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Russian leader Mikhail Mishustin is reappointed by Putin as prime minister


May 10, 2024

Russian President Vladimir Putin reappointed Mikhail Mishustin as the country’s prime minister on Friday, a widely anticipated move to keep on a technocrat who has maintained a low political profile.

Mishustin and other technocrats in the Cabinet have been credited with maintaining a relatively stable economic performance despite bruising Western sanctions for Russia’s role in Ukraine. Most other Cabinet members are expected to keep their jobs, though the fate of Defense Minister Sergei Shoigu appeared uncertain.

In line with Russian law, Mishustin, 58, who held the job for the past four years, submitted his Cabinet’s resignation on Tuesday when Putin began his fifth presidential term at a glittering Kremlin inauguration.


Mishustin, the former head of Russia’s tax service, steered clear of political statements and avoided media interviews during his previous tenure.

The speaker of the parliament’s lower house, Vyacheslav Volodin, announced that Putin submitted Mishustin’s candidacy to the State Duma, which will hold a session later Friday to consider it.

Under the constitutional changes approved in 2020, the lower house approves the candidacy of the prime minister, who then submits Cabinet members for approval. The changes were ostensibly meant to grant parliament broader power, but the procedure is widely seen as pro forma given Kremlin control over the body.

Most Cabinet members are expected to keep their jobs, but it was not clear if Shoigu, the defense minister, would be among them after last month’s arrest of his top associate, Timur Ivanov.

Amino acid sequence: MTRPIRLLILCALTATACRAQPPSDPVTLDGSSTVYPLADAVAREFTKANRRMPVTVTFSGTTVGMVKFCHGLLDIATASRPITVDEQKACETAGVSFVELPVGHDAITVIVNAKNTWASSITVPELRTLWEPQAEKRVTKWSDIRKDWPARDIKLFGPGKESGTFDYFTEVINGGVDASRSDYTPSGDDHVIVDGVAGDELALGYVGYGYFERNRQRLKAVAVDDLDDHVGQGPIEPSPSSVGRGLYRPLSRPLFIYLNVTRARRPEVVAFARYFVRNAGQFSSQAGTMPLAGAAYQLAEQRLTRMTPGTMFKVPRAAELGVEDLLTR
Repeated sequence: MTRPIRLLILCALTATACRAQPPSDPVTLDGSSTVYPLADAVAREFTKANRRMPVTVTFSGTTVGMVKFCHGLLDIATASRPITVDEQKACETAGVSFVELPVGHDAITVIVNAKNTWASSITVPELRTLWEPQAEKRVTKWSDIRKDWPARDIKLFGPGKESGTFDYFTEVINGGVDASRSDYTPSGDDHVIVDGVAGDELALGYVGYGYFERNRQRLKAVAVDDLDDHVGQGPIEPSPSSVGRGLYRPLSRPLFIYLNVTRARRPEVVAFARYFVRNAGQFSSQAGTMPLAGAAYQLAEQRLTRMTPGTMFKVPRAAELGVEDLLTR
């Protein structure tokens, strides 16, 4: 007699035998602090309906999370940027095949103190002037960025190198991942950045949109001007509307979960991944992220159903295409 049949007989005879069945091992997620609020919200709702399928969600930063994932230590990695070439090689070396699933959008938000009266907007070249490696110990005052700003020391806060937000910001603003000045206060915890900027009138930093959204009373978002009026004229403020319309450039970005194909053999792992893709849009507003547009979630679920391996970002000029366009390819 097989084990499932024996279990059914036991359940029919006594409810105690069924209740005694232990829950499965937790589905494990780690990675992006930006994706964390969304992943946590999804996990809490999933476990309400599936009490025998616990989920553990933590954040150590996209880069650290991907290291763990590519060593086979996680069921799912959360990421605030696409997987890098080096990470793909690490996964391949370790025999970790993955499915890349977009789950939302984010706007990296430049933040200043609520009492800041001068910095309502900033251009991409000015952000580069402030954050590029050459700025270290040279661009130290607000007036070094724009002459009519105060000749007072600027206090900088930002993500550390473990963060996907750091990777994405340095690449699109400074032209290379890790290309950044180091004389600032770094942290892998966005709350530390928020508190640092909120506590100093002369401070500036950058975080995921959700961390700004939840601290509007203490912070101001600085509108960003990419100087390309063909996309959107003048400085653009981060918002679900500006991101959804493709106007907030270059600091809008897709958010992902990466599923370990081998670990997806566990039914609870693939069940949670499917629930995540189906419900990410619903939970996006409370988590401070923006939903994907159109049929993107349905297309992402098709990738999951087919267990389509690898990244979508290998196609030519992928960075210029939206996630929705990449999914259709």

Ivanov, who served as deputy defense minister in charge of massive military construction projects, was arrested on bribery charges and was ordered to stay in custody pending official investigation.

The arrest of Ivanov was widely interpreted as an attack on Shoigu and a possible precursor of his dismissal despite his close personal ties with Putin.

Shoigu was broadly criticized for Russian military’s setbacks in the early stage of the fighting in Ukraine. He faced scathing attacks from mercenary chief Yevgeny Prigozhin, who marched on Moscow nearly a year ago to demand the ouster of Shoigu and the chief of the General Staff, Gen. Valery Gerasimov.

After Prigozhin’s death in a suspicious plane crash two months after the rebellion — widely seen as the Kremlin’s revenge — Shoigu appeared to shore up his position. But Ivanov’s arrest, interpreted by many as part of Kremlin’s political infighting, again exposed Shoigu’s vulnerability.


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